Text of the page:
Music Cues: Various Forms of Government
November 11, 2000
And a final note on the weeks news....more than a note. A solution to the election dilemma in which we find ourselves. Or a suggestion, anyway. The week saw several suggestions. In the New York Times, columnist Maureen Dowd (whom I hope to be, when I grown down), wrote, "Oh, heck, let's just keep Clinton." Others (less literary types) proposed that we chuck the whole first-pass and let all the country vote again. My suggestion is less cumbersome, and certainly respectful of our national roots. I say, let's go back to a monarchy. Think of the simplicity of it ... the predictability ... the absence of tv attack ads!! A King for America! Or Queen. Or co-Royals.
What put this in mind, this week, was the fact that on the very day America went out to vote -- a day that began with such a bright sense of promise, an excitement, and long, invigorated lines at the polling places -- on that day in the life of America, the Queen Mother of Denmark died. Ingrid Victoria Sofia Louise Margareta of Denmark was 90 years old ... and "the keeper of the royal flame". No flashy, scandal-riddled royal ... Queen Ingrid got credit for keeping the monarchy up-to-date. Aware that royalty is vulnerable, she set out to humanize it -- mixing with her people, putting them at ease.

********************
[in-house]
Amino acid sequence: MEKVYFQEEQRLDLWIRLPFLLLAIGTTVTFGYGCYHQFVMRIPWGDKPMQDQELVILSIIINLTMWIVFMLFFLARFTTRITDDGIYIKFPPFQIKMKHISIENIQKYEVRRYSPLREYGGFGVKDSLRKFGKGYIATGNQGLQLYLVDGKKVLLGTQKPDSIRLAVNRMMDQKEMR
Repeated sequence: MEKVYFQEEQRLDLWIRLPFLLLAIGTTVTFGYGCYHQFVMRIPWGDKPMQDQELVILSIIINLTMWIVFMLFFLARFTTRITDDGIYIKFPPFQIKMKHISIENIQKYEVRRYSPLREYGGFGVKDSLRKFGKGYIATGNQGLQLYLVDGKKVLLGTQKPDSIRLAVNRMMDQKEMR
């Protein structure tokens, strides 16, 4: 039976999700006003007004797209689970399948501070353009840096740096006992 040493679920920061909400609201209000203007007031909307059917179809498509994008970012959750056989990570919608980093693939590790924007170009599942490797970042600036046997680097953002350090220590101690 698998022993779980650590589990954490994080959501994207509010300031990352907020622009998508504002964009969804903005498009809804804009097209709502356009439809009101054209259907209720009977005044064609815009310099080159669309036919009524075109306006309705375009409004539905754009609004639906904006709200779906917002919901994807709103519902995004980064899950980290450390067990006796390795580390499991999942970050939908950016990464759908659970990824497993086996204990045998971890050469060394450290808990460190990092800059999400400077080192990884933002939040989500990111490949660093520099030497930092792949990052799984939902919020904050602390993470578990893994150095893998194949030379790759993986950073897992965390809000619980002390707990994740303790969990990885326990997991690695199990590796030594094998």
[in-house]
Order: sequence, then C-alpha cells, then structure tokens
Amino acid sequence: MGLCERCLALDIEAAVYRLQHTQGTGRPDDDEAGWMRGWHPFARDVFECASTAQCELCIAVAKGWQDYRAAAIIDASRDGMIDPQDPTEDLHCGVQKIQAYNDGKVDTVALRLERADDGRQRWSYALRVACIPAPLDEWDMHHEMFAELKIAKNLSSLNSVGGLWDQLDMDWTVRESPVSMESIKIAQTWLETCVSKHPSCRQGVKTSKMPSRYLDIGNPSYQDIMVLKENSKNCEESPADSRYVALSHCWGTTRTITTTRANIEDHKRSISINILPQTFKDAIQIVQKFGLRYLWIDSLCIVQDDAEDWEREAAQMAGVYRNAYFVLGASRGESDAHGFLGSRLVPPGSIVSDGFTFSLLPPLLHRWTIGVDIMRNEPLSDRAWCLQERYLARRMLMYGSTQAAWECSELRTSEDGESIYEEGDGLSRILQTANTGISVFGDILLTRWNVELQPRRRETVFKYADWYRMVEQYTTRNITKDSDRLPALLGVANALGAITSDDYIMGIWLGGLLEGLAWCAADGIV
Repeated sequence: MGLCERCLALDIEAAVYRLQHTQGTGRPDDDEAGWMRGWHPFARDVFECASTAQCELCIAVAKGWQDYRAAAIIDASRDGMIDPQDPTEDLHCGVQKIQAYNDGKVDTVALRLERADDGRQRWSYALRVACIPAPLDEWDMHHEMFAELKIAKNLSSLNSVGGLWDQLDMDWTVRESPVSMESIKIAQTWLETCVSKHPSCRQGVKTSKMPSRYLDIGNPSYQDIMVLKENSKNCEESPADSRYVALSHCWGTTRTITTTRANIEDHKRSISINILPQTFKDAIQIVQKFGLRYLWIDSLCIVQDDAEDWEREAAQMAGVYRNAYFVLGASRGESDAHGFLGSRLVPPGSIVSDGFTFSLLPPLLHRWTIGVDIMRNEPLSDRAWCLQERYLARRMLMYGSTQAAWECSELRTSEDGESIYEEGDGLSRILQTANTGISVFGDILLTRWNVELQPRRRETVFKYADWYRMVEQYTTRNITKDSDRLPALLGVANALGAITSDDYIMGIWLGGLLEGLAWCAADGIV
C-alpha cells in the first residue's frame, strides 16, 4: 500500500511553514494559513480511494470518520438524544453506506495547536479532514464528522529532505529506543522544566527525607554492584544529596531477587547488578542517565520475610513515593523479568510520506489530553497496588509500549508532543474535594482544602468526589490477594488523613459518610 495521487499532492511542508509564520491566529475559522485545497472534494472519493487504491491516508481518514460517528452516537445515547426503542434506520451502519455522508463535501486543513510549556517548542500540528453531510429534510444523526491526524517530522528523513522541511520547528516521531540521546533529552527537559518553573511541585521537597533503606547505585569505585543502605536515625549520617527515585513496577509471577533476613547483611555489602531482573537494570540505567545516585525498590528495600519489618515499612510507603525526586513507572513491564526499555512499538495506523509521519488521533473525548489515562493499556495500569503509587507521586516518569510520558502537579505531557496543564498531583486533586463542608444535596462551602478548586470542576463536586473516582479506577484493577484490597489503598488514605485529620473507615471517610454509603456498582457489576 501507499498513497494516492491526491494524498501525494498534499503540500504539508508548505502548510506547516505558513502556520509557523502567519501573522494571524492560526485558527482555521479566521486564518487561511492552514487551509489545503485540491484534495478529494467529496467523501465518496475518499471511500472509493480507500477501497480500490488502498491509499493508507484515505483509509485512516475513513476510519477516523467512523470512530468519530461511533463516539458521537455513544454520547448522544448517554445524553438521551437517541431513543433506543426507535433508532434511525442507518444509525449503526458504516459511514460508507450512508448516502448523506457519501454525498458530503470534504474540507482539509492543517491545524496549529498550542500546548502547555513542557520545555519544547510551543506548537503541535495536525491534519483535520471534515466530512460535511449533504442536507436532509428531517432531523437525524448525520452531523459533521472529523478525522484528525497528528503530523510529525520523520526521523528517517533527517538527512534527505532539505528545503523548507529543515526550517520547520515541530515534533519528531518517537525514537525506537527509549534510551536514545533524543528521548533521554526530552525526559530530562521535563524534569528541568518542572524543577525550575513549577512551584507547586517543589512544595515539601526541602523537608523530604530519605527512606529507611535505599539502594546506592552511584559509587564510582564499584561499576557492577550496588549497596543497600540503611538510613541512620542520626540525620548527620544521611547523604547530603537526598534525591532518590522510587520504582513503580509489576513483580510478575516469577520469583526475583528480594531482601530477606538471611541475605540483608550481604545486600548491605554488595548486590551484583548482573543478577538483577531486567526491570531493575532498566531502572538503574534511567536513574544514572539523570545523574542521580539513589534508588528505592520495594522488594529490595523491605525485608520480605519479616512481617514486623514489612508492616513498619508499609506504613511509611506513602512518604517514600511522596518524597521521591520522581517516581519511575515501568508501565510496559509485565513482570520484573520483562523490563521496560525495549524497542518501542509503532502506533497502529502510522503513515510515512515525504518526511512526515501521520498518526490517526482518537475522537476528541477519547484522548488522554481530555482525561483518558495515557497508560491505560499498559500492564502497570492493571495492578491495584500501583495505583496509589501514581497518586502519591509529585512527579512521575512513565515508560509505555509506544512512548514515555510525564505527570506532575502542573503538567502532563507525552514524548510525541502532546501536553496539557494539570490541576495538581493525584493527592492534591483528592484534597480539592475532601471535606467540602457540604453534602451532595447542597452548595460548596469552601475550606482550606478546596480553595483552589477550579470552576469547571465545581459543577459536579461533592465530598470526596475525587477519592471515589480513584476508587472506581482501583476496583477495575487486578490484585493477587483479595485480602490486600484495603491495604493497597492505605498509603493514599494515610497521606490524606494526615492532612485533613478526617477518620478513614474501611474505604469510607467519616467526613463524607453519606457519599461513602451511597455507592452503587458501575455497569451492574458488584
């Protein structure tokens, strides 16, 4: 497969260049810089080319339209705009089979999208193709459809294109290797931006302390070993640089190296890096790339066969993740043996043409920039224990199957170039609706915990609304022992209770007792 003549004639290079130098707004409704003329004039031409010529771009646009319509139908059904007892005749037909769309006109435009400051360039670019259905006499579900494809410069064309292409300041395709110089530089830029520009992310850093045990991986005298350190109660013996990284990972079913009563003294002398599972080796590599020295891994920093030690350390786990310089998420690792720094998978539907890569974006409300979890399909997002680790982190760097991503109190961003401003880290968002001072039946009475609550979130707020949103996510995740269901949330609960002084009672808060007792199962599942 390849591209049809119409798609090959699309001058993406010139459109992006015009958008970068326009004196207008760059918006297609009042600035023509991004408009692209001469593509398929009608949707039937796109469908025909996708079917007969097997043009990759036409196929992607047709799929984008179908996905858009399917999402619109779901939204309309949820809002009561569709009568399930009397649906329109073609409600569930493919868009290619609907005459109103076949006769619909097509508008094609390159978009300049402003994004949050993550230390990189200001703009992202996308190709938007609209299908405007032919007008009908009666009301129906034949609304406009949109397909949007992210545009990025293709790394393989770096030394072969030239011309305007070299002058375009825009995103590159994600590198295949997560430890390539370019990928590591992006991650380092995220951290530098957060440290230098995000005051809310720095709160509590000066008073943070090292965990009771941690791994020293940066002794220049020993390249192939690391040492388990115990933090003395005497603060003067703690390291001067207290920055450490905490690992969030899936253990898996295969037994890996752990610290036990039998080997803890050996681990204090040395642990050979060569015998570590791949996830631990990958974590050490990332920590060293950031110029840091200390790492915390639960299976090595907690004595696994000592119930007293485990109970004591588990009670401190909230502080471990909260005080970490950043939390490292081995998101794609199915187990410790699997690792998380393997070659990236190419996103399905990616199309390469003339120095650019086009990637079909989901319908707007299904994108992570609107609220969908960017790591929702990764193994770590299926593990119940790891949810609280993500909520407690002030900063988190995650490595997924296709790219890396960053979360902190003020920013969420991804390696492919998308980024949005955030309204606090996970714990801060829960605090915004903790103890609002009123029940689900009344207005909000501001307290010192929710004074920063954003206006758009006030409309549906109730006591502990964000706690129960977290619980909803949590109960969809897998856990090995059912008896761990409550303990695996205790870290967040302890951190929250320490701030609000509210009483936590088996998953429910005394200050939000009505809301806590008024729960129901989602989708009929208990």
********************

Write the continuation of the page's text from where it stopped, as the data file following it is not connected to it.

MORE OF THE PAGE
She looks a bit like Clare Booth Luce in an old photo -- pointed chin, heavy brows, permed hair (as if she'd borrowed Queen Elizabeth's curlers). And dripping jewels -- tiara, necklace, dangly earrings. Dress-up stuff.
But from most accounts, Queen Ingrid was more than a mannequin for gems. She was a woman to be reckoned with. Sharp-eyed .. cool.. dignified .. with a firm grip on the throne.
She married into Danish royalty in 1935, as a 25-year-old swedish princess. A foreigner. Some Danes held that against her. Until the morning of April 9th, 1940, when the nazis occupied Denmark. It was then, Ingrid said, that she realized she was Danish. As a young mother, she pushed a pram through the streets of occupied Copenhagen ... and rode her bicycle to the shops. After the war, her husband became King Frederick the 9th. When he died in 1972, their daughter, Mar-gray-ta became the first woman to rule Denmark in five centuries.
Okay, Im not seriously proposing we return to royal ways. But there are lessons there in spirit and grace.
Ingrid's story seems noble in many ways, in contrast to our political squabbling. She stayed the course, put her privilege in the service of her people. And stood with her people, in tough times. Her strengths, as a monarch, can remind us of the strengths of our political system.
For all the messy frustration and stalemate of this week, our democracy has a great and miraculous dignity to it. The chance to cast a vote in the new world remains the most noble opportunity of all.